Wow! What a strange experience these past few months have turned into. My heart is broken over the empty buildings, spiritual vacuum, ‘faced’ society, limited opportunity, and worship of money that engulf the Chinese who do not live in the poverty of the countryside. Why am I so blessed? What is my responsibility?

China has opened my eyes to the rose-colored world I didn’t know I enjoyed. Furthermore, it has challenged me to use my opportunity to make something great…and at the same time love every moment. Even as I recognize my potential, I cannot stop thinking of the boy in the country who will spend his whole life working 5:00 am – 8:00 pm every day in fields and factories to earn just enough to survive. What about him?


Returning home from China with ridiculously long hair, some mastery of a foreign language, and many pictures to share with all of my friends, I was somewhat surprised by the luxury my family enjoyed. However, I did not have time to reflect on cultural differences. Within two weeks, I was leaving for England with the full intention of starting a business while studying at Oxford University.

Two Realities (January 7, 2011)

Another year; another country. All this traveling is making me feel a longing for someplace to call home. Arrived in the land of brilliant green and dull gray through London….

Surprisingly, my lifestyle of cultural exploration is becoming less glamorous. Today I am in England, and I am most excited about business.

This year may be the terrible twos of my self-discovery and Christian growth. God, give me the grace to persevere, the joy to bring You honor, and the love to bless others. I am grateful for this opportunity but realize it looks easier on paper.

Today I am a child of God, tomorrow is full of hope – I am blessed!


My view of the world was changing, but my view of myself still needed to catch up. The difficulty I encountered sprang from the continuing rift between my mind and my heart. Though I had given my heart to something I did not understand, I had not allowed my mind to follow. Thus my passions fought to send my actions in a different direction than that intended by my mind.

Everything that I wanted my life to be about had no support from what I believed. Within my understanding of Christianity, there was no room for me to work in business. Thus, I found it incredibly difficult to put any effort into building what I had envisioned early in the year.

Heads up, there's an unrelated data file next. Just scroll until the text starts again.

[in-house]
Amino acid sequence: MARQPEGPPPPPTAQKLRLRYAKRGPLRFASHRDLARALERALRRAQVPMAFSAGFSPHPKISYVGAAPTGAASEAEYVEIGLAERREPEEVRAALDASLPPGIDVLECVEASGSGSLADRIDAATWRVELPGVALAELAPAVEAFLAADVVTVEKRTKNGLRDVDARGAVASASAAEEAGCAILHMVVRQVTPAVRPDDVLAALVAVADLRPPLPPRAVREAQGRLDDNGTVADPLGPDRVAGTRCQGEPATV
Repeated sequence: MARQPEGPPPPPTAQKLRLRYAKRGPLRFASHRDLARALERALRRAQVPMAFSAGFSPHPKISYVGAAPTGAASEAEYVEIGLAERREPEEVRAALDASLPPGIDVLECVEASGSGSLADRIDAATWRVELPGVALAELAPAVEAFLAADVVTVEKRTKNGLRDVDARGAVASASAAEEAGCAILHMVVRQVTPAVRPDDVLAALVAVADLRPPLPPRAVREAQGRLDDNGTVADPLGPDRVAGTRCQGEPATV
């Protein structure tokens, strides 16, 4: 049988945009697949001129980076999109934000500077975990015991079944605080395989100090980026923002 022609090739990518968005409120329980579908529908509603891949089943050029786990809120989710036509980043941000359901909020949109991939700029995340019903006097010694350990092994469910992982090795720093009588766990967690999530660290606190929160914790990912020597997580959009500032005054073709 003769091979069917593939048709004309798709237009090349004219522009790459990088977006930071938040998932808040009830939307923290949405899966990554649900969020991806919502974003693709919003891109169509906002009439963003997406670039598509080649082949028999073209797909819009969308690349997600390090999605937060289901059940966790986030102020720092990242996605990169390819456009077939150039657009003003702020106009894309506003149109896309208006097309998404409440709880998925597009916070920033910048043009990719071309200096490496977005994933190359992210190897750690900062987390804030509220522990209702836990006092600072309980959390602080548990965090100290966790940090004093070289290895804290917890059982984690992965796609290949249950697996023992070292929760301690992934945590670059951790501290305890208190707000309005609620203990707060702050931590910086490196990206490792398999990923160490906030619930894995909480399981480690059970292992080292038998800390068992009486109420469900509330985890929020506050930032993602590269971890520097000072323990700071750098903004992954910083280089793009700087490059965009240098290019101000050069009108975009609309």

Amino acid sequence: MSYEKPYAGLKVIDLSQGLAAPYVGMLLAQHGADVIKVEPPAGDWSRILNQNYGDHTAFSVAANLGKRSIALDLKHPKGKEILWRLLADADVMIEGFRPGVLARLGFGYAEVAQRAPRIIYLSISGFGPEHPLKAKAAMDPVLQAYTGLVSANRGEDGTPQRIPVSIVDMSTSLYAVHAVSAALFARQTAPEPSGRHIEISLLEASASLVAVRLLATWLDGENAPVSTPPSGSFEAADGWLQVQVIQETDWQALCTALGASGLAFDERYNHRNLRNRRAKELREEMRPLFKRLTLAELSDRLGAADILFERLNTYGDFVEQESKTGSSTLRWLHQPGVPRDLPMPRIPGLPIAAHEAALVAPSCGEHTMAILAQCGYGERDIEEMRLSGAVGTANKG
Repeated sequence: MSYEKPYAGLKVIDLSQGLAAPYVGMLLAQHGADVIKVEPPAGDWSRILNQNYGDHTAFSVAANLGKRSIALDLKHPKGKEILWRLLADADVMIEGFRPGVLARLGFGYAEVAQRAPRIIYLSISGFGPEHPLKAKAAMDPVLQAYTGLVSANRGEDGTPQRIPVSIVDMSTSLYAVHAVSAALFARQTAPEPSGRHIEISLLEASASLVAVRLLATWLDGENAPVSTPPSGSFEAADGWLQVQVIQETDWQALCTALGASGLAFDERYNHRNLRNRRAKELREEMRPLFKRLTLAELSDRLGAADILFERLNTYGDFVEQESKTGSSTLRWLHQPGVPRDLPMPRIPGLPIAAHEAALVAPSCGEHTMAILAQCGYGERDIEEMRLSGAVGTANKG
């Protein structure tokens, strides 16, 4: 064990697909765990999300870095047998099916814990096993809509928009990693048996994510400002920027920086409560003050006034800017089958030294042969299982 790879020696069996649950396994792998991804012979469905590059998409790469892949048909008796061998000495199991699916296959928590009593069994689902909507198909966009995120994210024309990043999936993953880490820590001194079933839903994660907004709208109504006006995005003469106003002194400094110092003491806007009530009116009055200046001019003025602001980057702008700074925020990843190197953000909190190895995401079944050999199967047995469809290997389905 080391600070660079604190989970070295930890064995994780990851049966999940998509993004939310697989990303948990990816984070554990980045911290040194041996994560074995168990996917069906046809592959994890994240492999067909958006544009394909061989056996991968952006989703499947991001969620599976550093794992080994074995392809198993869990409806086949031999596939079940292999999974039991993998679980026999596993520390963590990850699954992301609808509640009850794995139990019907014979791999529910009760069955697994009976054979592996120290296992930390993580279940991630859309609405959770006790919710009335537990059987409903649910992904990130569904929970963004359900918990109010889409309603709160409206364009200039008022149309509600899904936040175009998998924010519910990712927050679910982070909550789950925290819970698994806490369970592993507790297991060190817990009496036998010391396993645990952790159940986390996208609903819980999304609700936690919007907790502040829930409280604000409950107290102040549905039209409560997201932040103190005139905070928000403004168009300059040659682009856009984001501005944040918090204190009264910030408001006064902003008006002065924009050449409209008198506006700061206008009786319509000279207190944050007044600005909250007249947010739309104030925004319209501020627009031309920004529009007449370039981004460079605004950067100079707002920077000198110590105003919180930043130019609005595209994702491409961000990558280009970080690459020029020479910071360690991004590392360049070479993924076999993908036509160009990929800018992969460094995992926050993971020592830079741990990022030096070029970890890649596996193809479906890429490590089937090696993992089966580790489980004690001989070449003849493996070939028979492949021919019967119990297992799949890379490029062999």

Two months later, I finally uncovered the nature of my dilemma as well as the key to solving it. I had mentally abandoned my beliefs about the lifestyle of Christianity that I grew up with, but I had no other system by which to live. Even though I didn’t know what I believed apart from Jesus, I still had to act on some principle. Having no other options, I had returned to the principles of life advocated by my previous belief system. Before I could abandon these broken structures that had led to my crucial decision the preceding spring, I would have to acquire a new way of living.

As part of the Summit Oxford program, I received the tools I would need to begin this process. More importantly, I finally encountered a view of the Bible that made practical sense with reality. The following scattered thoughts reveal something of the excitement I felt at discovering that the Bible may actually be useful in discerning something about life.

A Bigger Picture (April 7, 2011)

Christianity is so much more than a fairy tale. It’s about more than just a religion, but it is not just about a relationship either. I think God has a big thing going on that Christians package and shrink-wrap into a bite sized ‘Jesus loves you – pray this prayer’ message. It’s about life. It’s about what’s good for you. It’s not about getting out of here or skipping hell…whatever that means. God made people on earth for a reason; I just don’t know what that is yet (I really don’t understand the big story yet either, but it’s pretty cool).